But to predict eclipses, knowledge of two other cycles is required. One of these — the length of the lunar month — is easily determined. It is simply the number of days between one full Moon and the next. This cycle of 29-1/2 days is marked at Stonehenge by two rings of 29 and 30 holes, which together average 29-1/2. The other cycle, however, is of an altogether different character: it is a cycle of rotation of two invisible points in space. The evidence shows that the builders of Stonehenge probably discovered this cycle and could have used it to predict eclipses.
These two invisible points in space are called the lunar nodes (from the Latin for "knot"). They are the points where the Moon’s orbit, which is tilted at a slight angle, intersects the plane of the Earth’s orbit. It would have taken many decades of watching countless risings and settings of the Moon to figure out the cycle of the lunar nodes. This information — which must have been passed on from generation to generation — is preserved at Stonehenge. All the Moon alignments necessary for determining this cycle are marked by massive stones.
Who were these people who observed this subtle cycle even before the first metal tools were used by humankind? Some have suggested that Stonehenge was built by Druids, but we don’t really know much about the builders. We do know that the actual motions of the Sun and the Moon are reflected in the structure of Stonehenge, and we can reason how it may have been used to keep track of these cycles. The number of stones or holes in the ground in the various rings around Stonehenge each represents a certain number of days or years in the cycles. By moving markers (such as stones) around a ring in time with the cycles, the positions of the Sun and Moon — and the two invisible points — can be tracked.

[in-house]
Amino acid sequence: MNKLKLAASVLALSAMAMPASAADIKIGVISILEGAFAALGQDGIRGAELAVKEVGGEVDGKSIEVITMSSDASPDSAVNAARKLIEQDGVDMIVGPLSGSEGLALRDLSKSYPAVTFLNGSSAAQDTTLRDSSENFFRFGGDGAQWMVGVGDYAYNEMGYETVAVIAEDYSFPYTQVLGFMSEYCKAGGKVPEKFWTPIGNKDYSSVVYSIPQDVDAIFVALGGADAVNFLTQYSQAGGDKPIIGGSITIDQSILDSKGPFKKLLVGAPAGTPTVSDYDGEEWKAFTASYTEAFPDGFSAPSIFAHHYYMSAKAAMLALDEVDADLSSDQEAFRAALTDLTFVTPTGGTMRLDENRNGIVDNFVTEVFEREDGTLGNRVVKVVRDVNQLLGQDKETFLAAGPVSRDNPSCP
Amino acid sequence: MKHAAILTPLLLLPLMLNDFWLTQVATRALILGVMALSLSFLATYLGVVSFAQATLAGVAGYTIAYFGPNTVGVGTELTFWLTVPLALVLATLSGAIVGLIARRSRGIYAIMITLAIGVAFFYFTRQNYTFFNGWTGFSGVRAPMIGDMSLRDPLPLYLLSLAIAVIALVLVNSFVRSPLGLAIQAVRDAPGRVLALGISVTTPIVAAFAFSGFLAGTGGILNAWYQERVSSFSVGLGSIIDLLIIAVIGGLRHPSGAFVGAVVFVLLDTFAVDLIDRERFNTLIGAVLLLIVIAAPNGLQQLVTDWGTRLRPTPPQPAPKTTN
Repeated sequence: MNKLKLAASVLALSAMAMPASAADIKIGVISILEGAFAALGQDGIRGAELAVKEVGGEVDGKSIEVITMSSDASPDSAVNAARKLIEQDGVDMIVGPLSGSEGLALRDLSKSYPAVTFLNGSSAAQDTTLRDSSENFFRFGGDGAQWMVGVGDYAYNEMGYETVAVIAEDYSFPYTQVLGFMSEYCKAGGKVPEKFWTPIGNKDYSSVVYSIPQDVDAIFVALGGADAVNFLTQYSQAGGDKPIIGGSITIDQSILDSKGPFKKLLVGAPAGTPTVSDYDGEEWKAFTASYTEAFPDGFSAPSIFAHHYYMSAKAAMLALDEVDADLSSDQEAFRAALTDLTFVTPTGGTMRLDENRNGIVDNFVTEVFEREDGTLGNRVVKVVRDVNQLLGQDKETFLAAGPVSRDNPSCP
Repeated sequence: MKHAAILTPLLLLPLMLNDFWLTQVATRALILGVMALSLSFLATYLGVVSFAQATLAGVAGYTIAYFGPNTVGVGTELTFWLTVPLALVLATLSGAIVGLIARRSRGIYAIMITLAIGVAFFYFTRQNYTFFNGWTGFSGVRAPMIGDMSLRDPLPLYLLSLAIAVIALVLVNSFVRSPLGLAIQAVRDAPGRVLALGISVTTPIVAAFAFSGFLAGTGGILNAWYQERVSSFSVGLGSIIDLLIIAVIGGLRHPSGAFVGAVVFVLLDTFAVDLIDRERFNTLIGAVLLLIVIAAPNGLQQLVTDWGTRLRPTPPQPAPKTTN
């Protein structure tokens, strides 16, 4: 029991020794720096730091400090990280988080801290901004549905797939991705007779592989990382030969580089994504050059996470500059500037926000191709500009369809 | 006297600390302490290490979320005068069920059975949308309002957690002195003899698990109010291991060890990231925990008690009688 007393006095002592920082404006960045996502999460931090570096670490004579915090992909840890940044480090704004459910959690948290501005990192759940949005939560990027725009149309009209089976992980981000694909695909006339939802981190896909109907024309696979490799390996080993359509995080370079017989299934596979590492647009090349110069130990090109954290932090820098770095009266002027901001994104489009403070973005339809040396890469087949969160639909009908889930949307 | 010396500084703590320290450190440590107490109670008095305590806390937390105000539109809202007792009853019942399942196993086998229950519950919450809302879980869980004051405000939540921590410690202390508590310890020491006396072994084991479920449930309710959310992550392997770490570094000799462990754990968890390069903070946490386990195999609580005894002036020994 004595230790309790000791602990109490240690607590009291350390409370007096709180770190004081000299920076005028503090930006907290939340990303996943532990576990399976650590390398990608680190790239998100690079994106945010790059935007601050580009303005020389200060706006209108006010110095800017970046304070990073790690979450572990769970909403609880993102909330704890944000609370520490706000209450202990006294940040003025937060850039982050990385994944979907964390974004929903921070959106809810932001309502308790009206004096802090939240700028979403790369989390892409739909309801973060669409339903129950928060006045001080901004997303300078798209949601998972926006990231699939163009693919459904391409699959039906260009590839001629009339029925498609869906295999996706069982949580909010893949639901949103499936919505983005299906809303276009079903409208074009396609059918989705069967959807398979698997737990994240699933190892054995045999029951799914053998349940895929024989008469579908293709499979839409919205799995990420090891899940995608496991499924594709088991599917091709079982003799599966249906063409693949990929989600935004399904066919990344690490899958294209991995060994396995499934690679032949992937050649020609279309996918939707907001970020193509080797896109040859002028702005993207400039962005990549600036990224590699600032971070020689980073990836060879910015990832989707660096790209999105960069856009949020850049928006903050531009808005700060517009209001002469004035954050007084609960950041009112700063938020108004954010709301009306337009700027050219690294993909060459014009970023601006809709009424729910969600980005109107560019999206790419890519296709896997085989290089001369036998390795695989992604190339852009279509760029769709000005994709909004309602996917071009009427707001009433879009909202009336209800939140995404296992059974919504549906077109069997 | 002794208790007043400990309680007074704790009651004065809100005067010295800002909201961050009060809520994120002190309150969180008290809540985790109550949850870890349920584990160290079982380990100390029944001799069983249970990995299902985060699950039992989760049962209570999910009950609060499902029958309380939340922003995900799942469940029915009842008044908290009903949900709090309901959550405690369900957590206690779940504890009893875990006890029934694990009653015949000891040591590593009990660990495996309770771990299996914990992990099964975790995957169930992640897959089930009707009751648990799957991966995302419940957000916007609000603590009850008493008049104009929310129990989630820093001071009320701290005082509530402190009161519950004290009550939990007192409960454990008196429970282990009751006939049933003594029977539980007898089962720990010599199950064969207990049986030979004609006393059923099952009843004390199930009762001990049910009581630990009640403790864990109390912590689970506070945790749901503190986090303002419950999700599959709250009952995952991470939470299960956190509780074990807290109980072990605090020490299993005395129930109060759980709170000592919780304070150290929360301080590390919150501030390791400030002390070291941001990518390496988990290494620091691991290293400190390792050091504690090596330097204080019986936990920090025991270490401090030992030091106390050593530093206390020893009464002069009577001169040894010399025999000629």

An eclipse can occur only when the Sun is close to being aligned with a node. By using Stonehenge to keep track of the position of the Sun and the nodes, these "danger periods" for eclipses can be predicted. A new (or full) Moon appearing during one of these periods would call for a special vigil to see if the solar (or lunar) eclipse would be visible from Stonehenge. A total solar eclipse would be a rarity. But the law of averages confirms that either a partial solar eclipse or a lunar eclipse can be seen (weather permitting) from the same point on the Earth about once every year.
Why would eclipses have been so important to the ancient people of Stonehenge? Perhaps they considered the darkening of the Sun or the Moon a fearsome event — a celestial omen of doom or disaster. Many cultures have interpreted eclipses this way. But the sophistication of the astronomy of Stonehenge suggests that the builders had something different in mind. Their understanding of the solar and lunar cycles must have led to a high regard for the cosmic order. Eclipses may have been seen as affirmations of the regularity of these cycles. Or perhaps the unseen lunar nodes formed an element of their religion as invisible gods capable of eclipsing the brightest objects in the heavens.
The idea that Stonehenge may have been a center for some kind of worship has occurred to many. It is not hard to imagine Stone Age people gathering at a "sacred place" at "sacred times" (such as solstices, equinoxes, and eclipses) to reaffirm their religious beliefs through ritual practices. British antiquarian Dr. William Stukeley, who in 1740 was the first to note the summer solstice alignment at Stonehenge, advanced the notion that the monument was built by Druids to worship the serpent. He claimed that Stonehenge and similar stone circles had been serpent temples, which he called "Dracontia." Could this serpent symbolism be related to eclipses? Recall that the key to eclipses is the position of the lunar nodes. The length of time for the Moon to return to a node (about 27.2 days) astronomers call the draconic month. (Draco is the Latin word for "serpent" or "dragon.) Perhaps the mythical serpents of Stonehenge and the legendary dragon that eats the Sun are symbols of the same thing: the invisible presence in time and space that eclipses the Sun and the Moon.